When you think of coastal style, there may be a few traditional ideas that immediately jump to mind—a sea-inspired color palette, light airy spaces, and plenty of natural elements. Maybe your mind conjures up nautical blue, brass anchors on the walls, and sailor’s rope. Coastal style can definitely include all the above—but today I want to talk about the surprising elements of coastal style.
Let’s go over 3 design elements that you may be familiar with, but that you may not associate with coastal interiors. My goal is to show you how versatile coastal design is and how you can use these elements in your own coastal-inspired home! Let’s get started.
1. Shiplap creates clean lines in coastal style
Popularized on home remodeling shows, most people associate shiplap with modern farmhouse style. But it’s actually a perfect feature to use in both coastal cottage and coastal farmhouse designs.
I love it because it creates texture in an uncomplicated way. It’s warm without being fussy, as seen in this entryway from our modern coastal farmhouse project:
In your own home, you can use shiplap, beadboard, or wainscoting to create clean lines and add warmth to your spaces.
If your style leans toward coastal cottage, think about pairing shiplap with a rag or woven rug in your color palette. Complete the look with your lighting fixtures—keep it cozy with a turned wood floor lamp. If you want your design to pack a punch, use shiplap as a ceiling treatment. This helps draw the eye up, creating the illusion of a larger space.
2. Whitewashed wood brings the outside into your coastal home
Whitewashed wood furniture is one of my favorite elements of coastal design. This feature may not be well-known in coastal style, though, and many associate it with modern or transitional interiors.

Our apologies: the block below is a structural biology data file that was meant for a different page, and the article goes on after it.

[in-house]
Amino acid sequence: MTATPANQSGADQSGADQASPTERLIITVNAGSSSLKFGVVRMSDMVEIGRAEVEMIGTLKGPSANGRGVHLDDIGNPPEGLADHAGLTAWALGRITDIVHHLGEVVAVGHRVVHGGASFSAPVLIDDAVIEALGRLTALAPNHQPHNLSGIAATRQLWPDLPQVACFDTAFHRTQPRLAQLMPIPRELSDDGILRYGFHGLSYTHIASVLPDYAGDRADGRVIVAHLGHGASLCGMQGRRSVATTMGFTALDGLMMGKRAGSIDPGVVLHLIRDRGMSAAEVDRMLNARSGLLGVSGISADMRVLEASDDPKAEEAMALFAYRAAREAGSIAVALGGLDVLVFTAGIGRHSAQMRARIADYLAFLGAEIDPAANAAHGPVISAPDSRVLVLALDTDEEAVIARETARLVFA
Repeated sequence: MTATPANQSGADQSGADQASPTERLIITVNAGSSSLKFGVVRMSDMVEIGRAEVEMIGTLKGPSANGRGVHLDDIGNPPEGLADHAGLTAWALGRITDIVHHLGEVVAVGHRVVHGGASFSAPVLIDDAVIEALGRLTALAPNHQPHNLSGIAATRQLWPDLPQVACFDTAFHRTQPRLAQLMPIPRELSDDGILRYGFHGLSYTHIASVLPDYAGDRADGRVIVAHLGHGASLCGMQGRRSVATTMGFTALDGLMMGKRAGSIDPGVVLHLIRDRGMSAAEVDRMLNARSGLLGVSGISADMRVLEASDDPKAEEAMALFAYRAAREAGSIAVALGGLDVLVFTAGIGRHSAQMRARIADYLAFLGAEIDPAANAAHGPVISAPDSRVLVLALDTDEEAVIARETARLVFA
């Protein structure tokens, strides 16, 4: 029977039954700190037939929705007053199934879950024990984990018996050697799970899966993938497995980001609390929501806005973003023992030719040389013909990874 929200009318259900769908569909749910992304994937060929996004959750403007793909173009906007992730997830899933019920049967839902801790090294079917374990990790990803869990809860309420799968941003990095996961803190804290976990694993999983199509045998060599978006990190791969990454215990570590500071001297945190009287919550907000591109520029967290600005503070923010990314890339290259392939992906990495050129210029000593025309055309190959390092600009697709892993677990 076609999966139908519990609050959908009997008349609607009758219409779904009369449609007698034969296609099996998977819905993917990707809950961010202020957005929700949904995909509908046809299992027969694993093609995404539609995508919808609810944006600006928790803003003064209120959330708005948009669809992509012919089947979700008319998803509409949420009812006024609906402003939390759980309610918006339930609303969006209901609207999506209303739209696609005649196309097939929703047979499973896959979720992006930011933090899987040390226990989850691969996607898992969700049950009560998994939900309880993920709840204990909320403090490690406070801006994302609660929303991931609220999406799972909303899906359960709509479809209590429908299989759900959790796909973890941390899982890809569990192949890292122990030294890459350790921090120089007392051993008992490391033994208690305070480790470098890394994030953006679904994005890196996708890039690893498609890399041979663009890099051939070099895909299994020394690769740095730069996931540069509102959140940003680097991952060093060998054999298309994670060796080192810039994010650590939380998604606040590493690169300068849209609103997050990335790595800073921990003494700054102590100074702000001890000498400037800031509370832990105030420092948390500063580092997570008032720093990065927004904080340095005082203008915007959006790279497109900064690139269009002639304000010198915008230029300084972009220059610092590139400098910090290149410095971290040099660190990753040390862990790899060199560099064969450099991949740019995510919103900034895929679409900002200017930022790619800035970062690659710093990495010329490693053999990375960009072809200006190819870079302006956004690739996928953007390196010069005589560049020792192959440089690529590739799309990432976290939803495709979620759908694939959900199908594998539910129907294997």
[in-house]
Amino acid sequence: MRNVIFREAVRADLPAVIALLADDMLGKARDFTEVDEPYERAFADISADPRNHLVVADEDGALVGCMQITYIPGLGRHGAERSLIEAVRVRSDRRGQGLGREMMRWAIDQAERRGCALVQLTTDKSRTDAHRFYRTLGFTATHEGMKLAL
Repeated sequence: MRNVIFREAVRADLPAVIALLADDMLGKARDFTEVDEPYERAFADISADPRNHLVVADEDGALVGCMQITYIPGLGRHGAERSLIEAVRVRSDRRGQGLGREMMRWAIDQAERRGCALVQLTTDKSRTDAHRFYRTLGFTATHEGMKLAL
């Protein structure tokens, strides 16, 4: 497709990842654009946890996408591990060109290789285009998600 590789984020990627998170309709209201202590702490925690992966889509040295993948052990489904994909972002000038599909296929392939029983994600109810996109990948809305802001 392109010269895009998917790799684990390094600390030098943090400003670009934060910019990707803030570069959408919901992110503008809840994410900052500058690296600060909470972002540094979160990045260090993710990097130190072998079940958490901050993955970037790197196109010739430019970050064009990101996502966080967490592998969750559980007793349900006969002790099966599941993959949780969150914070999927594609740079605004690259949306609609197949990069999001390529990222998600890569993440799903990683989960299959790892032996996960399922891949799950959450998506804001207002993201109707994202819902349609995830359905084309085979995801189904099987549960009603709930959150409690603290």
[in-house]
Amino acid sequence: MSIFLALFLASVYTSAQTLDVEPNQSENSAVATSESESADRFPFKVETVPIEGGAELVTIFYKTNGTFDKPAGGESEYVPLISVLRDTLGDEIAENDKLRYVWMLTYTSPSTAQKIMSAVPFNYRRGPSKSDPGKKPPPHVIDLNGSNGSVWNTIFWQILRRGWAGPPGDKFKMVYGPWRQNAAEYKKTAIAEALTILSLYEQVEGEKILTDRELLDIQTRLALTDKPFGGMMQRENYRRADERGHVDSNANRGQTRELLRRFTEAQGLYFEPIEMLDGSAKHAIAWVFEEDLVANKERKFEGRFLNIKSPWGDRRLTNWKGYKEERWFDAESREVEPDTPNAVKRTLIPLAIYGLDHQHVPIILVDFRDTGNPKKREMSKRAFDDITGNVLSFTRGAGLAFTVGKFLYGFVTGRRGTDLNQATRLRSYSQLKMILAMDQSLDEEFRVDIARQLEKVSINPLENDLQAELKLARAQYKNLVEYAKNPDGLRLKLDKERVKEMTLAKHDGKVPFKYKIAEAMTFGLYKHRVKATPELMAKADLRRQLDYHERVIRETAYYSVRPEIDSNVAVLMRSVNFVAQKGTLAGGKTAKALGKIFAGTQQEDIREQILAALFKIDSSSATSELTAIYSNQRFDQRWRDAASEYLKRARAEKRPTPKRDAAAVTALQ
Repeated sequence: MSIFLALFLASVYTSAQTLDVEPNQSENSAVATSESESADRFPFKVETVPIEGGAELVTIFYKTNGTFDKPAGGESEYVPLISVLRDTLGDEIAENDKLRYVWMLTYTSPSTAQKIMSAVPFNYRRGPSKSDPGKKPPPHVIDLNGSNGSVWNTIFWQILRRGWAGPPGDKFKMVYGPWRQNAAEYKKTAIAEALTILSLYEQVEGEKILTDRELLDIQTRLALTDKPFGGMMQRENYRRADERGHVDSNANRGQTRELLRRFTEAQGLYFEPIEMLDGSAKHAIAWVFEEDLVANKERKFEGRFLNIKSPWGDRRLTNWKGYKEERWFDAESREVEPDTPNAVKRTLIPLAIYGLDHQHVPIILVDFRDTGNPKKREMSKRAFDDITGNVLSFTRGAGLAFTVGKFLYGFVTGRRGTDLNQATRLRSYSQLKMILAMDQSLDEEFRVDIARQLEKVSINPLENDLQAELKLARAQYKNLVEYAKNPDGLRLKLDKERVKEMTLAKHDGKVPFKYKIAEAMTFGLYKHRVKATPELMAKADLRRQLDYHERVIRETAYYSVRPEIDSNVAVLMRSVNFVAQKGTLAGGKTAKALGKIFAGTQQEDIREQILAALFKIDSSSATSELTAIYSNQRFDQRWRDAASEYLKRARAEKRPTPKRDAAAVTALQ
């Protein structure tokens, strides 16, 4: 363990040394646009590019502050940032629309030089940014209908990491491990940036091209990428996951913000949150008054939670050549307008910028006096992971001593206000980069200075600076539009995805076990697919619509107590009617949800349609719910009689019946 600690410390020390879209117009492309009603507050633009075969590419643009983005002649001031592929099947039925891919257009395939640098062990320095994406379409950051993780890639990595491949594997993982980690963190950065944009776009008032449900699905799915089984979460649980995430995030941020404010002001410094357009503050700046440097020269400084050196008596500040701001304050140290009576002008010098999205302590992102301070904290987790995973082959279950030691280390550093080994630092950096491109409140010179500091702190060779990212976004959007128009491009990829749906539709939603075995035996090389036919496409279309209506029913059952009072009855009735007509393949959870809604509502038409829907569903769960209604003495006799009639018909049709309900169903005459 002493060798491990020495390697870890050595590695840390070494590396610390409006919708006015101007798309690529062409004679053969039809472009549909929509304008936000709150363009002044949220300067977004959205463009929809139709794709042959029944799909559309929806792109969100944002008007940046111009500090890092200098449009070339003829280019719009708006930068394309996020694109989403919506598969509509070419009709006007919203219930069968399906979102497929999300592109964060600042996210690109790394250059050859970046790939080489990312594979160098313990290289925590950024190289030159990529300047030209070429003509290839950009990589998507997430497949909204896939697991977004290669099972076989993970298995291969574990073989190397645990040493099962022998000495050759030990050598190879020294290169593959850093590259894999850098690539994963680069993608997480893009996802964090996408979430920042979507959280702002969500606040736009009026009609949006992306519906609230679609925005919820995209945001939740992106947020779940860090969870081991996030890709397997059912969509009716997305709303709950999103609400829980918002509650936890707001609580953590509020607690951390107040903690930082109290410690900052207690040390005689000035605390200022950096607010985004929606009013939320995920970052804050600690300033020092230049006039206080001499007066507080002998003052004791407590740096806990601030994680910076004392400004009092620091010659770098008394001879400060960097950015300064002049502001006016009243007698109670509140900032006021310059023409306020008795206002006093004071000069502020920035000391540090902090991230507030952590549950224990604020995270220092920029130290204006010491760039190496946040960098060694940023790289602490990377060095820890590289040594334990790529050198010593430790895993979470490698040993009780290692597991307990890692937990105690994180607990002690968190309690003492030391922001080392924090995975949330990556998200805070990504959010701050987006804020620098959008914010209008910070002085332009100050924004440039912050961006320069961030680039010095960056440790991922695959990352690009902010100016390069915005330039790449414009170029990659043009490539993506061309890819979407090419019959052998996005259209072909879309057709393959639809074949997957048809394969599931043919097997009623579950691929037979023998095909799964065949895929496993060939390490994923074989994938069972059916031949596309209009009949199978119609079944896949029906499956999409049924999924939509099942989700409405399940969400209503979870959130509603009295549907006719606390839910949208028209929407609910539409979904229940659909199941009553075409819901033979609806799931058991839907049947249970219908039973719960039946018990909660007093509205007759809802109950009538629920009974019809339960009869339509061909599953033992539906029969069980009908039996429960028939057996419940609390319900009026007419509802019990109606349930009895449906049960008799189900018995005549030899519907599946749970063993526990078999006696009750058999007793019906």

The fact is, whitewashed wood is inherent in coastal interiors. The faded look calls to mind driftwood and weather-faded coastal exteriors, and blends in seamlessly with any coastal color palette. Did you know that lighter surfaces reflect more natural light? Whitewashed wood contributes to the airy, calm, and soothing feel of coastal-inspired interiors.
The possibilities in your own home are really endless. For full effect, most of your large furniture pieces should be light-toned or whitewashed wood. You don’t need to buy all new pieces, though! With a little work you can transform your dark wood furniture. See here for a how-to. For flooring, you could go with white oak—it’s on-trend and helps keep your home airy and light-filled. If you’re in the market for a full remodel, we offer many beautiful furniture options in our shop, like this washed oak 4-poster bed.
3. White is the often-overlooked color in coastal style
With all the emphasis on the neutrals, blues, and greens of a coastal color palette, white often gets overlooked. But it’s a key element in coastal design that should be just as considered as the rest of your colors. White is a perfect contrast for those who like a nautical feel. It acts as an ideal accent to natural, neutral textures. White is also an ideal partner for the soft blues and greens that create a coastal vibe.
In our Sag Harbor Coastal Modern project we used white, along with grays and blues, to create a serene, modern feel.
Using white in your color palette helps reflect as much natural light in your home as possible. And that is definitely a key element in coastal style!
White is actually the hardest color to choose for most people. If you choose a white that’s too stark your home can end up looking sterile. Too warm and you risk bringing in yellow undertones. Find several white samples you like and compare them against each other. And always test them out in the room you’re painting! You’d be amazed at how light affects white paint.
If you have any questions about these 3 surprising elements of coastal style, I’d love to hear them. Or better yet—why not book a free, 15-minute design chat with me? I’d love to help you create the coastal retreat of your dreams!